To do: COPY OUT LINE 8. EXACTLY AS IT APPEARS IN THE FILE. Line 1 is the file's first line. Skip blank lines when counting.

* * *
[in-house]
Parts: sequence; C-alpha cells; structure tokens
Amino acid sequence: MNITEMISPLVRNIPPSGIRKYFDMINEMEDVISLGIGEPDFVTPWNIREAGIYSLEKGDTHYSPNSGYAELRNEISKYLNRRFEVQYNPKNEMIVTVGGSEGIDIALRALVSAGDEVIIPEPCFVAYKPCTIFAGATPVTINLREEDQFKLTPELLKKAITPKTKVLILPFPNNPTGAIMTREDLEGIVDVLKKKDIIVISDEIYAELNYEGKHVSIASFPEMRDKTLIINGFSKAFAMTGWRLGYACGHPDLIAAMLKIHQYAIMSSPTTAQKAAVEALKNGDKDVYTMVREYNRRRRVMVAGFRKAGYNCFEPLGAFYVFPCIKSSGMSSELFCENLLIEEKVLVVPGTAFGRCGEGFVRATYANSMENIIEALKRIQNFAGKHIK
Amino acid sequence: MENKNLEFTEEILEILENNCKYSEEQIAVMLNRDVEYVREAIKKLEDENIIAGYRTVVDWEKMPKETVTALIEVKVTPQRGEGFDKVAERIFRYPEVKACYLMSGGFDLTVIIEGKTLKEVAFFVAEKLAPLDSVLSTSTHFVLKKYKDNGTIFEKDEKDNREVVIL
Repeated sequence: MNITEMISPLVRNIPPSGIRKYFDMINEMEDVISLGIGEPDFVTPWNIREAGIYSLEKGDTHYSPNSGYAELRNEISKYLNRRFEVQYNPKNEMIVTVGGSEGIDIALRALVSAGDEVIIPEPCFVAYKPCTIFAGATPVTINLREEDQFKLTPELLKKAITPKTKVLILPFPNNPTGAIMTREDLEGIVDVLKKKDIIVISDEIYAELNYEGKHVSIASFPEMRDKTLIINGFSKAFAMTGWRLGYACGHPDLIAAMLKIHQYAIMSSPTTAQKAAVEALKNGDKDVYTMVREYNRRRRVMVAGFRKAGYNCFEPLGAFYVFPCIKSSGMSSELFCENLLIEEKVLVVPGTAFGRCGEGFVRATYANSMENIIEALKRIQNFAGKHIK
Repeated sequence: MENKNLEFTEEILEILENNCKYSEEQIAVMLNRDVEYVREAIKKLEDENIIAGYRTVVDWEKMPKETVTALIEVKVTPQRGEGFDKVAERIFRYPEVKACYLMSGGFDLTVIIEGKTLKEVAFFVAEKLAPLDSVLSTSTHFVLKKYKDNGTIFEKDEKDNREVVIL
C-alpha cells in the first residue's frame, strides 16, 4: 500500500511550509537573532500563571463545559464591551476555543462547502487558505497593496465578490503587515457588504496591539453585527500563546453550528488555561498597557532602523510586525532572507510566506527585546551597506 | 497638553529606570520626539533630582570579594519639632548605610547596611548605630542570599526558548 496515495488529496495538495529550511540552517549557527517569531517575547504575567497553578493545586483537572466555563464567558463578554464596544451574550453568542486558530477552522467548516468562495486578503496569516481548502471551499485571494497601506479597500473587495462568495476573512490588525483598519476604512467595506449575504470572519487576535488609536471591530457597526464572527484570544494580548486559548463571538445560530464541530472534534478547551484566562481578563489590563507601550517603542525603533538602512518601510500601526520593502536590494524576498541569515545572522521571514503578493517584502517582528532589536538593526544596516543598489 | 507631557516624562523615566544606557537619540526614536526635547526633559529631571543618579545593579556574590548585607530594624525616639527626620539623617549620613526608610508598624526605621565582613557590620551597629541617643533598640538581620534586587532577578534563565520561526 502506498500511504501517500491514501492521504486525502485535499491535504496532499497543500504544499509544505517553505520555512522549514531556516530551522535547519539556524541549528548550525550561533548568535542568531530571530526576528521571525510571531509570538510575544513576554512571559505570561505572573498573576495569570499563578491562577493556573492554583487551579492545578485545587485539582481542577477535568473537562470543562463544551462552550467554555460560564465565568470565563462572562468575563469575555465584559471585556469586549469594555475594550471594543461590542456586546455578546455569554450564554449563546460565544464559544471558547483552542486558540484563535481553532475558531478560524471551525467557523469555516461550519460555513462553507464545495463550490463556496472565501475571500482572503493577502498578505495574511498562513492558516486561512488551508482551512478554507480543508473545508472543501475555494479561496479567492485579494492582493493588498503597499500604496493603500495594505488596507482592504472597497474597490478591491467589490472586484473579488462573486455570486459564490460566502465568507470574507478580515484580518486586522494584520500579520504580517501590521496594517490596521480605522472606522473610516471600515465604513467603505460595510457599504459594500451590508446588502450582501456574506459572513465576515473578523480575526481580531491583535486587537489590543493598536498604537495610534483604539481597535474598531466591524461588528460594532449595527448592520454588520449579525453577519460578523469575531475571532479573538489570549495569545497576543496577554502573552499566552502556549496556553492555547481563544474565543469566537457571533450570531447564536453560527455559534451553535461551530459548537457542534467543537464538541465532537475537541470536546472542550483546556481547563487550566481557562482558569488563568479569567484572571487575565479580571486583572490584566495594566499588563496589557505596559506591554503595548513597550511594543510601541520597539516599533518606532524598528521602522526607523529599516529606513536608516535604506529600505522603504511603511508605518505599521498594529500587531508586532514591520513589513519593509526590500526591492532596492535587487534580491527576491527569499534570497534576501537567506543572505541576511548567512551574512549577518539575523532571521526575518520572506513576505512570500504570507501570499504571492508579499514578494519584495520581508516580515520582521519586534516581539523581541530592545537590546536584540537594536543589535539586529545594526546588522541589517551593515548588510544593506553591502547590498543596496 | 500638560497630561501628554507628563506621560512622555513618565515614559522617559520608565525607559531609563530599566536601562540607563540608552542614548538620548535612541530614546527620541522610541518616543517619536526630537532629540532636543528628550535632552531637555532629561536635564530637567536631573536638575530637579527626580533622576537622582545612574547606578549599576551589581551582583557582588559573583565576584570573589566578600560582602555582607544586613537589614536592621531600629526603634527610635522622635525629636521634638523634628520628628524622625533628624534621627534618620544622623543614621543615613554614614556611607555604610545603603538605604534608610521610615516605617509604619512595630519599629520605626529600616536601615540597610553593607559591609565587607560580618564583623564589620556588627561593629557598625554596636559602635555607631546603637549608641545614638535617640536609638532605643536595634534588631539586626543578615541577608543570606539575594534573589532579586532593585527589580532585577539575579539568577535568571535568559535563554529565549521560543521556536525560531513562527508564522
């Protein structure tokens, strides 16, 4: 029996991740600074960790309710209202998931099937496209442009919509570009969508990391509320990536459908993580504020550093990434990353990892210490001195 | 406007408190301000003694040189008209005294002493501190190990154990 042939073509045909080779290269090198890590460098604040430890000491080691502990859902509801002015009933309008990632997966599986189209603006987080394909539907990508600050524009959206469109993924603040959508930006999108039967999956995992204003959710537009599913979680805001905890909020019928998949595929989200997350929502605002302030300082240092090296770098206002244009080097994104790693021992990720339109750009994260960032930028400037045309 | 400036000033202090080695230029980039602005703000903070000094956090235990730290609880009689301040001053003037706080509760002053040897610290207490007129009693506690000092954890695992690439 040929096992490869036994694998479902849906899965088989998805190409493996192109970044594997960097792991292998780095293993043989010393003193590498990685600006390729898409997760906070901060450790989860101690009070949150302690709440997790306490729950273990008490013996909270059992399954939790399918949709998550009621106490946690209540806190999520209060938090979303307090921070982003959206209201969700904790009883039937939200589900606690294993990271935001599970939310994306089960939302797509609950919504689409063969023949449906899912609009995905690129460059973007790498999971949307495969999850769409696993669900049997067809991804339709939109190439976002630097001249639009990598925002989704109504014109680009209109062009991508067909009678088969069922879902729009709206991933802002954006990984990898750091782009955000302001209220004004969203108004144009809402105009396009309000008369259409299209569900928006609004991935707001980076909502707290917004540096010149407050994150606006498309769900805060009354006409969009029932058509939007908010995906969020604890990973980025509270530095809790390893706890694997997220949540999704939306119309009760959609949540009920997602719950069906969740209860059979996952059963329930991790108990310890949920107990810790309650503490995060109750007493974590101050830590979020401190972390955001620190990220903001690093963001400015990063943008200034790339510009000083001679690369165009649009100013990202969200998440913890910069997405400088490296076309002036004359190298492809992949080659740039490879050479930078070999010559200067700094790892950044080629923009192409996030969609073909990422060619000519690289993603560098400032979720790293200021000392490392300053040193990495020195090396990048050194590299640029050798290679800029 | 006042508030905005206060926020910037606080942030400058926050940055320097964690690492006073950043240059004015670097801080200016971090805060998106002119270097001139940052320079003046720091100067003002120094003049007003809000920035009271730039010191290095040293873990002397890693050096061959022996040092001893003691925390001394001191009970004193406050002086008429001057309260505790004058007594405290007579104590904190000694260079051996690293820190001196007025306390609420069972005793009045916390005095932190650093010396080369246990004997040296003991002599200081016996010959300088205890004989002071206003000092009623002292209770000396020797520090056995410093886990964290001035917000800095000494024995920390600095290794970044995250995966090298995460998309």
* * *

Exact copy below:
């Protein structure tokens, strides 16, 4: 029996991740600074960790309710209202998931099937496209442009919509570009969508990391509320990536459908993580504020550093990434990353990892210490001195 | 406007408190301000003694040189008209005294002493501190190990154990 042939073509045909080779290269090198890590460098604040430890000491080691502990859902509801002015009933309008990632997966599986189209603006987080394909539907990508600050524009959206469109993924603040959508930006999108039967999956995992204003959710537009599913979680805001905890909020019928998949595929989200997350929502605002302030300082240092090296770098206002244009080097994104790693021992990720339109750009994260960032930028400037045309 | 400036000033202090080695230029980039602005703000903070000094956090235990730290609880009689301040001053003037706080509760002053040897610290207490007129009693506690000092954890695992690439 040929096992490869036994694998479902849906899965088989998805190409493996192109970044594997960097792991292998780095293993043989010393003193590498990685600006390729898409997760906070901060450790989860101690009070949150302690709440997790306490729950273990008490013996909270059992399954939790399918949709998550009621106490946690209540806190999520209060938090979303307090921070982003959206209201969700904790009883039937939200589900606690294993990271935001599970939310994306089960939302797509609950919504689409063969023949449906899912609009995905690129460059973007790498999971949307495969999850769409696993669900049997067809991804339709939109190439976002630097001249639009990598925002989704109504014109680009209109062009991508067909009678088969069922879902729009709206991933802002954006990984990898750091782009955000302001209220004004969203108004144009809402105009396009309000008369259409299209569900928006609004991935707001980076909502707290917004540096010149407050994150606006498309769900805060009354006409969009029932058509939007908010995906969020604890990973980025509270530095809790390893706890694997997220949540999704939306119309009760959609949540009920997602719950069906969740209860059979996952059963329930991790108990310890949920107990810790309650503490995060109750007493974590101050830590979020401190972390955001620190990220903001690093963001400015990063943008200034790339510009000083001679690369165009649009100013990202969200998440913890910069997405400088490296076309002036004359190298492809992949080659740039490879050479930078070999010559200067700094790892950044080629923009192409996030969609073909990422060619000519690289993603560098400032979720790293200021000392490392300053040193990495020195090396990048050194590299640029050798290679800029 | 006042508030905005206060926020910037606080942030400058926050940055320097964690690492006073950043240059004015670097801080200016971090805060998106002119270097001139940052320079003046720091100067003002120094003049007003809000920035009271730039010191290095040293873990002397890693050096061959022996040092001893003691925390001394001191009970004193406050002086008429001057309260505790004058007594405290007579104590904190000694260079051996690293820190001196007025306390609420069972005793009045916390005095932190650093010396080369246990004997040296003991002599200081016996010959300088205890004989002071206003000092009623002292209770000396020797520090056995410093886990964290001035917000800095000494024995920390600095290794970044995250995966090298995460998309």